Wolk’s Week in Review: Streaming prices rise, Xumo joins the OS Wars

Wolk's Week In Review

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1. Streaming Prices Rise

Netflix is allegedly looking to raise prices on its main ad-free tier. The exact amount has not been leaked, but suffice to say that the bump will likely be small enough so as not to scare users off.

Similarly, WBD is raising the price of the ad-free Discovery+ app (yes, it still exists) by $2/month to $8.99.

And most of the other subscription services are no doubt not far behind.

Part of this is Netflix using the writer’s strike as cover—they will need to pay more money to writers, producers and (likely) actors as part of the settlement.

It’s the same reason everyone else will use, too. 

But that is not the real reason they’re raising prices.

The real reason is that all of the streaming services are severely underpriced. Something that will become even more apparent over the next few years.

Why it matters

Netflix and other streaming companies simply took a page from Silicon Valley—make your product very cheap to encourage as many people as possible to use it, and then, once you have them hooked, gradually increase your prices. 

This was a very smart move, especially given that traditional pay TV packages often ran north of $100/month and (more importantly) premium cable add-ons like HBO and Showtime would then cost an additional $15 or more. 

So getting something similar to HBO but with even better functionality for less money seemed like an incredible win.

The second part of that playbook is what is known as “boil the frog” — gradually raising the prices so that subscribers don’t really realize that prices are going up and thus don’t jump out of the proverbial pot.

The vMVPDs—Hulu Live TV, for example, have been particularly adept at this. I can attest that when I first began subscribing to the service about five or six years ago, the price was under $50/month. With the most recent increase it will be over $90.

So that’s the basic economics, but there’s more to it than that.

For what they have on offer, and, especially, for what they are soon planning to offer, the bigger SVOD services are still way underpriced and will need to start charging a lot more each month to keep their accountants happy.

Take Max, for example.

Right now, subscribers are getting a mash-up of HBO and Discovery/HGTV, with some random Turner shows thrown in.

But soon, Max will be adding on a full-on version of CNN. Plus the ability to watch live pro and college sports via their Bleacher Report add-on.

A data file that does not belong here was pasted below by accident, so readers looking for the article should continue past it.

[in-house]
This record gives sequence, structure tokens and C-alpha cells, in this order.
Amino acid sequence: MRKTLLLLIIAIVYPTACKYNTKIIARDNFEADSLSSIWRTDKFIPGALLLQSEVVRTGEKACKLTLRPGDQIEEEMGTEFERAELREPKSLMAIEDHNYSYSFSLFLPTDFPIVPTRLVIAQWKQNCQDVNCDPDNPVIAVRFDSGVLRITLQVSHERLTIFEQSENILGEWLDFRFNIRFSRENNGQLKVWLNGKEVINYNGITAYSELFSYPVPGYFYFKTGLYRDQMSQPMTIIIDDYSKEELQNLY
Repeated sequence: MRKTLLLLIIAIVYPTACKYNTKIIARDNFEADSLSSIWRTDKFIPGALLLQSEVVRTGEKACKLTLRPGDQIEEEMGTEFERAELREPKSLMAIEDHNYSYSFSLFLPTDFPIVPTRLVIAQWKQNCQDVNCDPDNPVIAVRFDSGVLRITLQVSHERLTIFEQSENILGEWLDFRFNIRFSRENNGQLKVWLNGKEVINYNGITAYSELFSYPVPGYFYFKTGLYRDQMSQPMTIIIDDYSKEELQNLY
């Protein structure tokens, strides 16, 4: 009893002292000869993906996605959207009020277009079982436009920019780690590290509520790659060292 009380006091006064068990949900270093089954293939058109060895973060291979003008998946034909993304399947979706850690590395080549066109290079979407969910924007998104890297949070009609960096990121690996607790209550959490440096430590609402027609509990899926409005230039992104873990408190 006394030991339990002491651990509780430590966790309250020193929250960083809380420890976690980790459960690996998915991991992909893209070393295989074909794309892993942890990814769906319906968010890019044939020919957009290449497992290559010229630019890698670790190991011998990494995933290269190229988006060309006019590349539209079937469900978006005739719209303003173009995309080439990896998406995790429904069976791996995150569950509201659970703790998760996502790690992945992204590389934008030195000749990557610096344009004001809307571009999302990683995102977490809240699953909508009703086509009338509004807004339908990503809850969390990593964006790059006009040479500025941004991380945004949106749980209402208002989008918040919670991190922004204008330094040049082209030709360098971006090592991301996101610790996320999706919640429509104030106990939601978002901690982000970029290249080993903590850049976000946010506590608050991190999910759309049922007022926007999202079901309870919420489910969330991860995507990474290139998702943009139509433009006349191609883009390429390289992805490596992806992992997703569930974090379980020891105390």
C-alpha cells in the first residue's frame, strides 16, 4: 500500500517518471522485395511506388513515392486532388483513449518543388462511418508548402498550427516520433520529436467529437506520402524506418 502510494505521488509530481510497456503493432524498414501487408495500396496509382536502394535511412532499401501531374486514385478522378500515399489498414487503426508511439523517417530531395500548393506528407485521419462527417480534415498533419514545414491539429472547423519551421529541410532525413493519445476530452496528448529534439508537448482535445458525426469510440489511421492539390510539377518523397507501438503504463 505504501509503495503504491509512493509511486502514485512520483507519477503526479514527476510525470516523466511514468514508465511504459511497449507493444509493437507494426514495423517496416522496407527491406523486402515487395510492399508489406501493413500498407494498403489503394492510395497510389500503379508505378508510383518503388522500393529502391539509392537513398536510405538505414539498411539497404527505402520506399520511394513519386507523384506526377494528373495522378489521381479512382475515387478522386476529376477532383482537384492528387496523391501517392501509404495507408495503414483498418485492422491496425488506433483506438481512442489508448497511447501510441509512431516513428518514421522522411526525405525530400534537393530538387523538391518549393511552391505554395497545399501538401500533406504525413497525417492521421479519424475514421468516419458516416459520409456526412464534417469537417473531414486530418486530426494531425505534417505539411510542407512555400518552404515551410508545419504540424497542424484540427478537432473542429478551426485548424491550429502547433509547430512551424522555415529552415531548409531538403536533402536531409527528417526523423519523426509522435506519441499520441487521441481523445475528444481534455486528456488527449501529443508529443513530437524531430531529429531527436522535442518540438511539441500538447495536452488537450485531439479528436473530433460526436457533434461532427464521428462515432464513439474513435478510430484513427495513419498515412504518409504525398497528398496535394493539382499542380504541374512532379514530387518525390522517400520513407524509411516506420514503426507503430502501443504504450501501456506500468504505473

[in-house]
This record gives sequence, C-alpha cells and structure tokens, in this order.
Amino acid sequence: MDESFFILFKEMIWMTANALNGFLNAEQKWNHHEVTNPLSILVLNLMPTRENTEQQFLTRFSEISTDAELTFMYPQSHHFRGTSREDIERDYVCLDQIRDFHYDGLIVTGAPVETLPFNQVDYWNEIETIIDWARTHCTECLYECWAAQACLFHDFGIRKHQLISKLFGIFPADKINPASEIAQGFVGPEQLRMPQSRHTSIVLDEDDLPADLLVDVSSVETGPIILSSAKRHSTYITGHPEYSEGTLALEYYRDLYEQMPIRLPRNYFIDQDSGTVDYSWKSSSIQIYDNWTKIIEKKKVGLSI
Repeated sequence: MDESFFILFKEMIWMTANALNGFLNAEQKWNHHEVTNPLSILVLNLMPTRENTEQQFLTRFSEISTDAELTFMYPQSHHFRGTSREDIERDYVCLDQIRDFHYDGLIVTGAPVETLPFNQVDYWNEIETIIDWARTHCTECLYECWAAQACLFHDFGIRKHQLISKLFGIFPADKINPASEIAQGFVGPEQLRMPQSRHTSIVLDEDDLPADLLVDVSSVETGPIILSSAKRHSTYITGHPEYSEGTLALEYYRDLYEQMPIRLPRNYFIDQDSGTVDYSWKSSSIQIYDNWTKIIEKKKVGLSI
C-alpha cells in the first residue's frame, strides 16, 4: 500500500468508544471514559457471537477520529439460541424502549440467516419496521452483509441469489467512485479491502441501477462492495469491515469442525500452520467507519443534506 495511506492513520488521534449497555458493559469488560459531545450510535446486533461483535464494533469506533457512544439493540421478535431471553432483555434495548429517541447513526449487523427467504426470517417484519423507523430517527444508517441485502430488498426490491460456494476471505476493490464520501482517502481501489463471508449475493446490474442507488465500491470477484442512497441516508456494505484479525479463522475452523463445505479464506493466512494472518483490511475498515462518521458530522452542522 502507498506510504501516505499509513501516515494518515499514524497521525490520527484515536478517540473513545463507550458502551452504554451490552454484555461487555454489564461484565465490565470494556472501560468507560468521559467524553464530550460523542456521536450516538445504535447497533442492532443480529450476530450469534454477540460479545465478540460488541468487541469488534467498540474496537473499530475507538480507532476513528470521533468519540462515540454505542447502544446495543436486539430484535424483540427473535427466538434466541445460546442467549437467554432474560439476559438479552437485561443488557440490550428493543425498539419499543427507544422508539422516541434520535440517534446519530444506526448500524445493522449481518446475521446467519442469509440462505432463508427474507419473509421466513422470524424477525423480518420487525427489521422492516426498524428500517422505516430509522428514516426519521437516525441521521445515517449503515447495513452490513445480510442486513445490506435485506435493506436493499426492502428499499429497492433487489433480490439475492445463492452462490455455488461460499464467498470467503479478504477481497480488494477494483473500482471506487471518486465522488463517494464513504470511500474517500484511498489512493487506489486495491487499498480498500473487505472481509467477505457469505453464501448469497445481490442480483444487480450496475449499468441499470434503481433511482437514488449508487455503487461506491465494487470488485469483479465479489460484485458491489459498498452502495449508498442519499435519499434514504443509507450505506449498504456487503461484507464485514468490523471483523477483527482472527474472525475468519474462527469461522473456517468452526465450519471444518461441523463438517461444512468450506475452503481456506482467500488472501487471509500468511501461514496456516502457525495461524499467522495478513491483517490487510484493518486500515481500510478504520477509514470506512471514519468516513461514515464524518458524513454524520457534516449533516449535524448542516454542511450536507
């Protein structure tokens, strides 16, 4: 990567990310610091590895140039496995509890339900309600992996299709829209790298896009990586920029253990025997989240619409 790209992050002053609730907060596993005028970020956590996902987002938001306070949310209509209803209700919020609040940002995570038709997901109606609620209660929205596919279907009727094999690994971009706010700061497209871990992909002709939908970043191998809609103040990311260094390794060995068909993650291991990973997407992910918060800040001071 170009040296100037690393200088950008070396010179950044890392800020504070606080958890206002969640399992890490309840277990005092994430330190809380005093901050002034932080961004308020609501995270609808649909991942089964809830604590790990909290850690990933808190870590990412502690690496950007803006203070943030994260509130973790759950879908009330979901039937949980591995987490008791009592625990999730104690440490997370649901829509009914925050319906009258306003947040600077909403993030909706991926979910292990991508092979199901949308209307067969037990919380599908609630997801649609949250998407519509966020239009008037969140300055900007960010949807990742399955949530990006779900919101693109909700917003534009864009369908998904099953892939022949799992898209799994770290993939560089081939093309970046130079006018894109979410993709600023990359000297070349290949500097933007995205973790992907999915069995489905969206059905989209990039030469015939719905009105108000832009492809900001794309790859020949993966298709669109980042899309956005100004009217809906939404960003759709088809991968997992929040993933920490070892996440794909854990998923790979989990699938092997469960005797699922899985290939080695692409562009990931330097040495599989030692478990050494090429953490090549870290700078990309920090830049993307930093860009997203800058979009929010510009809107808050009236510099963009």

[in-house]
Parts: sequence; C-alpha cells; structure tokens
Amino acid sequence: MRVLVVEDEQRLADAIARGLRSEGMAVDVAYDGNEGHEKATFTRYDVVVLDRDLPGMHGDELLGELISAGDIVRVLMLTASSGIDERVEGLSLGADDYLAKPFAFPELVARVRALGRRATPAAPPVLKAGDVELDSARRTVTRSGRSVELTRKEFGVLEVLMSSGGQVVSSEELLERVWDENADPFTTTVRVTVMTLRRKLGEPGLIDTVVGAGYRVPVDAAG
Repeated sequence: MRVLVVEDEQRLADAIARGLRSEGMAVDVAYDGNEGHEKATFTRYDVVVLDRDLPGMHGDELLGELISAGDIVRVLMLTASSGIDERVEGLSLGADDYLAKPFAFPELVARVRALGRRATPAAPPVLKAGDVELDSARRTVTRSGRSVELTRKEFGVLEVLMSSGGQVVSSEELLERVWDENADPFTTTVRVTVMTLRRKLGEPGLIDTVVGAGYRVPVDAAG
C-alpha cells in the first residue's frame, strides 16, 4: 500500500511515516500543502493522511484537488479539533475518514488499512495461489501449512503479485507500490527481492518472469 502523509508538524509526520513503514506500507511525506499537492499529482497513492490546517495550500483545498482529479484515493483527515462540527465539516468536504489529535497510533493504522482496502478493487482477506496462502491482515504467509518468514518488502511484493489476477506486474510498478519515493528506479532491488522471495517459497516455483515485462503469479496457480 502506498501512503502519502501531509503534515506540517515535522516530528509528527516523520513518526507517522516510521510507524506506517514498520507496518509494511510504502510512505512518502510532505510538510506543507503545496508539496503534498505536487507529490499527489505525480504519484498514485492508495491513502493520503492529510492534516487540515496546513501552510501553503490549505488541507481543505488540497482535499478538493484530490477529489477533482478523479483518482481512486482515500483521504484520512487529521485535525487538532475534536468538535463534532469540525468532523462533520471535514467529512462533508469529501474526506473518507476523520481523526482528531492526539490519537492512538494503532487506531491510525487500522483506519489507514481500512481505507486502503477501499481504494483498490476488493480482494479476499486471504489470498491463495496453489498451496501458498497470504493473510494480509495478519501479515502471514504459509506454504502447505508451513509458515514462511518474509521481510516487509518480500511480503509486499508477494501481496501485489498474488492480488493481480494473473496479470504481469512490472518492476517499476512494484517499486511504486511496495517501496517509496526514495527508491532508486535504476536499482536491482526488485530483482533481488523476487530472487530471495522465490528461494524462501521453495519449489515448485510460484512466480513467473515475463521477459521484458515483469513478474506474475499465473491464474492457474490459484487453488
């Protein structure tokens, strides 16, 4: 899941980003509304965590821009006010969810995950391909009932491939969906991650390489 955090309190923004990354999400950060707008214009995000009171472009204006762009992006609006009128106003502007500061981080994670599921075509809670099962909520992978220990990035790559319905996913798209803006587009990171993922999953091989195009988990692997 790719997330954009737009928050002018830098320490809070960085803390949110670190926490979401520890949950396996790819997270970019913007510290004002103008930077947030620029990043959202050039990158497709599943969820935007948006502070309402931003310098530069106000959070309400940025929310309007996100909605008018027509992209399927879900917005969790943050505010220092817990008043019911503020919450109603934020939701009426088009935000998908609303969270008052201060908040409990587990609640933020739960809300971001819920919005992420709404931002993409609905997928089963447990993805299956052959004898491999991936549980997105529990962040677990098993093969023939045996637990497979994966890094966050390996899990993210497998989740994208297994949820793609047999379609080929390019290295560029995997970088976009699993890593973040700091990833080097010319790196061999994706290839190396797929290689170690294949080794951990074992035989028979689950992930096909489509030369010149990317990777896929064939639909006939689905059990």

I would be very surprised if they didn’t add in linear channels for their library content as well, given that Discovery+ already has them, and that so much of the Discovery content is eminently bingeable, a huge win on an ad-supported tier.

So you take all that and it’s pretty close to a replacement for a full-on pay TV bundle—premium channels included. Which means it’s pretty delusional to think that you’re going to continue to be getting all that—without ads—for just $26/month (the price of ad-free Max + the $10 sports add-on.)

A good chunk of the pricing decision, or at least the speed at which it increases, will be tied to how well each service’s ad-supported tier is doing. 

As I’d noted last week, the downside to having a lot of Really Good Shows is that people don’t want to watch Really Good Shows with ads and will gladly pay an extra $5/month not to do so.

Since the ARPU (average revenue per user) for ad-supported users is higher than it is for ad-free users, the fewer ad-supported subs there are, the more likely it is that prices will keep rising.

I suspect the way that will play out is that the gap between the ad-supported and ad-free tiers will continue to widen as a way of making the ad-supported tiers seem more attractive and that any promotional deals will only involve the ad-supported tiers too.

A final prediction: one other reason the SVOD services will be able to raise their prices is there will be fewer of them. Every industry eventually contracts and so look for there to only be three or four mega services once everything shakes out.

That should make those $50/month ad-free fees go down a little easier, unless, of course, you feel the need for all four of them.

What you need to do about it

If you are a streaming service, you need to make sure consumers understand why you are raising your prices and what’s in it for them.

You also need to make the ad-supported tier a real bargain compared to the ad-free one, as it is all too easy for people to decide they are happy to pay an extra five dollars every month not to see ads.